Promoting Pan-African Trade: The AfDB Example

The president of African Development Bank (AFDB) Akinwunmi Adesina, during the 59th Ordinary Session of ECOWAS Conference of Heads of State and Government held in Ghana, had declared that; “The $430 million highway project connecting Enugu and Bamenda in Cameroon, will be completed next year”.

 In a recent follow-up comment on this, the African Development Bank Secretariat explained further that and the transaction was part of its bank’s massive investments to promote increased integration in West Africa as well as other regions of the continent. Many economic analysts have commended the renewed drive to promote pan-African trade and continental business integration that can enhance the standard of living of African residents. 

African regional integration has always experienced challenges over the years. Intra-African commerce is at the lowest in the world. It is around 15%, compared to 54% in the North American Free Trade Agreement, 70% in the European Union, and 60% in Asia. The challenging physical landscape of the continent makes integrating communities, countries, and even the entire continent almost impossible. 

There is also a lack of regional market integration for infrastructure services, particularly in the areas of power, energy, water, and sanitation. This is made more difficult by weak regional economic communities (RECs), which lack the capacity and are inadequately constituted to make or even attract the needed regional investments.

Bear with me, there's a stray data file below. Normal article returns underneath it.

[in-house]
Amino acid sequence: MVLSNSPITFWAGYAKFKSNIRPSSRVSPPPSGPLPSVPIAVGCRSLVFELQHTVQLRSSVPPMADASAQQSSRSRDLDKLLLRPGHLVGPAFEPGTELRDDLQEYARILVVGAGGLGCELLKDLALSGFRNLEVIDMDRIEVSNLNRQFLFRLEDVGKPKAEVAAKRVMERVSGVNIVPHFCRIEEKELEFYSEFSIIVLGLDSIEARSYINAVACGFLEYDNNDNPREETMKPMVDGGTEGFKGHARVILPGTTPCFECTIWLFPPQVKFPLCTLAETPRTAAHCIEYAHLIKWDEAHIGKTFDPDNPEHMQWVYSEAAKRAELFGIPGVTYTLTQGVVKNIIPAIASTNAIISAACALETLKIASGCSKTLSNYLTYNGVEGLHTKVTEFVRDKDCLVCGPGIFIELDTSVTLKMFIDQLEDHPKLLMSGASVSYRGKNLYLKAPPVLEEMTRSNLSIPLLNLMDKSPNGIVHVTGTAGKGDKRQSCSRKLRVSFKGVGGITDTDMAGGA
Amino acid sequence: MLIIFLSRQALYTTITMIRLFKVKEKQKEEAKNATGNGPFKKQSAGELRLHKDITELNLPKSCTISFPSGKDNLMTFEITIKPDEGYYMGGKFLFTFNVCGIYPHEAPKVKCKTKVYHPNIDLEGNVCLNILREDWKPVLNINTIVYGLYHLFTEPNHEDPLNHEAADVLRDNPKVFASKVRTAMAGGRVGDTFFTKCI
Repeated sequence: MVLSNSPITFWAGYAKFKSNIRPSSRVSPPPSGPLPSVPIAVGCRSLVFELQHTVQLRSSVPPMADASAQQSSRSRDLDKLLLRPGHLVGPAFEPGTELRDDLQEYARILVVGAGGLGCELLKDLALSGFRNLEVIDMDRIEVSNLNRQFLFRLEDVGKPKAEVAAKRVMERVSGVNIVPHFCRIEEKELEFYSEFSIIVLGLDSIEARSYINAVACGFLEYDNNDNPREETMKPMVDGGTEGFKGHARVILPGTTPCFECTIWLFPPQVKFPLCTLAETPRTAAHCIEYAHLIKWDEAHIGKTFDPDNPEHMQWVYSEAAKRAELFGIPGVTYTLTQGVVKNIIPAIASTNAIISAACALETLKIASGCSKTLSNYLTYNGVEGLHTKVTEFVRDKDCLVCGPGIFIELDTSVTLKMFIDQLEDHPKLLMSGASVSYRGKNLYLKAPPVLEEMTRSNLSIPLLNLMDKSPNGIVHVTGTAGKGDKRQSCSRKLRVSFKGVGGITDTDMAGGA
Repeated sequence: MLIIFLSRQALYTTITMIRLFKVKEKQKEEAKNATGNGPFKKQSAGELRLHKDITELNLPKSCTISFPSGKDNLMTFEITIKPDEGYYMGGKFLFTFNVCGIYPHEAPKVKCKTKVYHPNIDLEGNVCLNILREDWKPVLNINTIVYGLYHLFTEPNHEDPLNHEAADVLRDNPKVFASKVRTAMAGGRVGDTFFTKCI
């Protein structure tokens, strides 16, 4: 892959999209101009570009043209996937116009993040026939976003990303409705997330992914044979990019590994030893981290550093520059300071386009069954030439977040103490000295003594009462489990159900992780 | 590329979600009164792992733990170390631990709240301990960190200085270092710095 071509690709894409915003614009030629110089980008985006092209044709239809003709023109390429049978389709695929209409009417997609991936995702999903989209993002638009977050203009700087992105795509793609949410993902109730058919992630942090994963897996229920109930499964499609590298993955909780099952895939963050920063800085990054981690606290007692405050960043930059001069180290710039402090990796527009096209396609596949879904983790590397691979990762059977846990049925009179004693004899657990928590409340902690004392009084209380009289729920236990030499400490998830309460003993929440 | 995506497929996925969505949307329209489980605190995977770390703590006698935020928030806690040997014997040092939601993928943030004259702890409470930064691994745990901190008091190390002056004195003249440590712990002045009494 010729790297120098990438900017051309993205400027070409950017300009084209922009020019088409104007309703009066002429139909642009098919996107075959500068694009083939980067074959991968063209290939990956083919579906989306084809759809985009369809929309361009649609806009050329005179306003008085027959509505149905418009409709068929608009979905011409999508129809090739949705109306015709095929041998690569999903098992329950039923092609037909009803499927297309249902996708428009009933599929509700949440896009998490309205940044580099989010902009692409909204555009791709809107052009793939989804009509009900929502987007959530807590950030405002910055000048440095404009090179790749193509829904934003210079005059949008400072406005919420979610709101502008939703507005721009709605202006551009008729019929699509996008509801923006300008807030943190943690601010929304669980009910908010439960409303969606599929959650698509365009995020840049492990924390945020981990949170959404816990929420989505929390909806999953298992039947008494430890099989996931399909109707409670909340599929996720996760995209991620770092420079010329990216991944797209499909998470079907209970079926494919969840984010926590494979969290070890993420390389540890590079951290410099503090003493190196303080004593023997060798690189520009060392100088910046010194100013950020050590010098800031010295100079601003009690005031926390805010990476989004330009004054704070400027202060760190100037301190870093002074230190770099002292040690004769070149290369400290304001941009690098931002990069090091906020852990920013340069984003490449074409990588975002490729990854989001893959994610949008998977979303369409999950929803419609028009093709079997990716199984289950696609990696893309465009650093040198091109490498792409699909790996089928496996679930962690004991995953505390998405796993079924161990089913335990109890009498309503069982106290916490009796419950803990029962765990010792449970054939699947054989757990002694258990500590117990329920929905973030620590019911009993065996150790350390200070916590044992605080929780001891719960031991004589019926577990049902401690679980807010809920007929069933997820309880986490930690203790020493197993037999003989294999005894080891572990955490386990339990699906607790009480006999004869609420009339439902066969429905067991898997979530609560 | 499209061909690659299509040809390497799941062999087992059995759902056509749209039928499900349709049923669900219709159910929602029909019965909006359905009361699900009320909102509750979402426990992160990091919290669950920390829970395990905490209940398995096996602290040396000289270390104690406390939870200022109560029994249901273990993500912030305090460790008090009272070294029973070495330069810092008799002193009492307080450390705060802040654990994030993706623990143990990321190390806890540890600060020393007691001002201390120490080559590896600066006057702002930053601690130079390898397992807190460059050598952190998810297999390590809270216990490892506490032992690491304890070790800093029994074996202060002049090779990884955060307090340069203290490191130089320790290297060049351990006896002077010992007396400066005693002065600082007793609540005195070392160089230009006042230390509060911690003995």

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An integrated regional market for infrastructural services is particularly important for vulnerable countries, which stand to benefit the most from further integration. “As our marketplaces grow in size, regional integration is necessary. Africa must become more integrated, and we must all thrive and prosper together. Breaking down the barriers that separate us is important to our shared future.” says AfDB President Akinwumi Adesina.

Therefore, there is a need to improve intra- African trade. African countries have however taken a conscious effort in promoting trade integration among nations and one such effort was the African Continental Free Trade Agreement (AfCFTA) which formally began on January 1, 2021, following agreements reached last year.  The challenge in this has always been backing the intention with action.

The AfCFTA intends to create a single African market for products and services, facilitate people movement, enhance industrial development, and ensure long-term viability for inclusive socio-economic progress while resolving the issue of various memberships following Agenda 2063. Furthermore, The Africa development Bank has also embarked on various projects that would boost trade and economies of African countries. One such project is the Enugu and Bamenda road construction.

 The Enugu and Bamenda project in Cameroon has a significant socio-economic impact and is ecologically friendly. The project was estimated for a total cost of USD 423 million at assessment, of which the Bank provided a USD 288 million loan and a USD 25 million grant. The project was also supported by The World Bank, Japan International Cooperation Agency (JICA), the governments of Nigeria and Cameroon, and the Economic Community of West African States (ECOWAS).